The narrative behind Mortal Kombat 1 sees the fire god Liu Kang remaking the Mortal Kombat universe, allowing NetherRealm to reimagine the series’ classic cast of characters – Liu Kang, Scorpion, Sub-Zero, Raiden, Kung Lao, Kitana, Mileena, Shang Tsung and Johnny Cage have been confirmed so far, but more are coming, including Kameo Fighters.
While this aims to be a defining new story mode for a fighting game, with a deep cinematic narrative, it’s also rather curious to see NetherRealm rebooting the series… again. We’re 12 years on from the 2011 Mortal Kombat, which featured some timey-wimey stuff to let them retell the origins of the franchise, and have then had two very well regarded entries in the series with Mortal Kombat X and Mortal Kombat 11. Now, instead of continuing that story with Mortal Kombat 12, they’re rebooting it again, like it’s a Spider-Man movie or something.
“Mortal Kombat 1 marks a new beginning for the franchise and we couldn’t be more excited to share this original storyline and fresh take on classic characters with our fans,” said Ed Boon, Chief Creative Officer, NetherRealm Studios and Co-Creator of Mortal Kombat.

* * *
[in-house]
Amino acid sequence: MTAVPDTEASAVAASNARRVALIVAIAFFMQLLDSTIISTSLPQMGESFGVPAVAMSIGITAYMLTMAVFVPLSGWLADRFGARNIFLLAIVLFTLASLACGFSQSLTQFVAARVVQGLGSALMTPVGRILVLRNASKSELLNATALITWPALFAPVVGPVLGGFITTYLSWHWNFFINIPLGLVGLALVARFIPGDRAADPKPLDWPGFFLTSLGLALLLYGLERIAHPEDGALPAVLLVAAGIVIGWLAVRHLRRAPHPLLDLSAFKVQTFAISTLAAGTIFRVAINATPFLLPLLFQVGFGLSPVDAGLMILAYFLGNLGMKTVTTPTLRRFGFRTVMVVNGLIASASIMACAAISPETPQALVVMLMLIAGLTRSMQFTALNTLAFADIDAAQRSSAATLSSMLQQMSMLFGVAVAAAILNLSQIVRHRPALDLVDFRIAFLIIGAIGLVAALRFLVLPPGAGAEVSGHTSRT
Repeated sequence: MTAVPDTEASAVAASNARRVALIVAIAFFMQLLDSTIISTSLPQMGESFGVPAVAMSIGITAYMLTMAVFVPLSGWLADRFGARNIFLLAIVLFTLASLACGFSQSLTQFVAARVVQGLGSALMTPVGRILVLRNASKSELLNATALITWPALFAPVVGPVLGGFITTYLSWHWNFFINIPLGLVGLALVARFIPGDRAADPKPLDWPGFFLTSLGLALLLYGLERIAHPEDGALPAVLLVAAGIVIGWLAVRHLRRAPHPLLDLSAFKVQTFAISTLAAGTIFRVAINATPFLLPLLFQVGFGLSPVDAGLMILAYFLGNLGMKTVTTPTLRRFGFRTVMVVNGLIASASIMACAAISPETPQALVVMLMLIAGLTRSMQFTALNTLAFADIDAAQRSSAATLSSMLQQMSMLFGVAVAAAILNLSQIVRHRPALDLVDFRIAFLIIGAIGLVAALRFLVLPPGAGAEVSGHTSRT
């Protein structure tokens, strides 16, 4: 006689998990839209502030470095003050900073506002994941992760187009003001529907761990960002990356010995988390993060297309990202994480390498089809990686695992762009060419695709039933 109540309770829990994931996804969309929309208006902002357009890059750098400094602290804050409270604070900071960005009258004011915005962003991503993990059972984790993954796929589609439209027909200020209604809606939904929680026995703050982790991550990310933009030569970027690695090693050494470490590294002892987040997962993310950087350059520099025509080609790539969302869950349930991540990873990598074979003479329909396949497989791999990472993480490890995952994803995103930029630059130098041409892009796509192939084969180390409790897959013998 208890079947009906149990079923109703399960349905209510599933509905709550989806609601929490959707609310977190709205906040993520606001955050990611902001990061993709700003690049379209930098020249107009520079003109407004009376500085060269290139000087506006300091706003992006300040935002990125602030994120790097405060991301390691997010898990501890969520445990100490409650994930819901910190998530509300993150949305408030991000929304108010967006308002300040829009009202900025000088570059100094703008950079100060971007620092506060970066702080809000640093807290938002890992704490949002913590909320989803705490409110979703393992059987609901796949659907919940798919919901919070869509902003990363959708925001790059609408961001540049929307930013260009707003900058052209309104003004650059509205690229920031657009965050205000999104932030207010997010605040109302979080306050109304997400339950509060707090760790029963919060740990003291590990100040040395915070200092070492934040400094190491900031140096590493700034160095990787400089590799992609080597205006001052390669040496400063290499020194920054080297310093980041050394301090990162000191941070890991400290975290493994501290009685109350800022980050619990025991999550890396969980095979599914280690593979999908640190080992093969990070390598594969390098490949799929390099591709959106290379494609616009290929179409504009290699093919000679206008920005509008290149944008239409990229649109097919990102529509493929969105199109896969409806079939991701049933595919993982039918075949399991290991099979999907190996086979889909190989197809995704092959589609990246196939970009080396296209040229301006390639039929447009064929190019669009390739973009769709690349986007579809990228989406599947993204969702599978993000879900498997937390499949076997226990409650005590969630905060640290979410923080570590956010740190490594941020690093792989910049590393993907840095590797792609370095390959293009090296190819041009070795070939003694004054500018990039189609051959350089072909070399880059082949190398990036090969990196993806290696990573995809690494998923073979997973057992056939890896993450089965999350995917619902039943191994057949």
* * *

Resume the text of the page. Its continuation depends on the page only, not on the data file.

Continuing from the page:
A game beta will be held in August, with access to this granted to those who pre-order the game, as well as getting Shang Tsung as a playable character. The Premium Edition and Kollector’s Editions will also feature a Kombat Pack that includes a Jean-Claude Van Damme skin for Johnny Cage – that’s weird considering that Van Damme is actually Guile from the Street Fighter movie.
In our Mortal Kombat 11 we scored it 7/10 in our review way back in 2019, “This game is the pinnacle of Mortal Kombat action,” said Miguel at the time. “Fights are fluid, weighty, and gorgeous to look at. Unfortunately, that tightly-designed gameplay is bogged down by a grindy system of loot and consumables that only serves to artificially extend your playtime in the most tedious ways imaginable. There is so much heart and care put into this game, from the combat to the gorgeous visuals and memorable story, but that effort feels nullified by the desperate attempt to twist an iconic video game franchise into just another endlessly online service game.”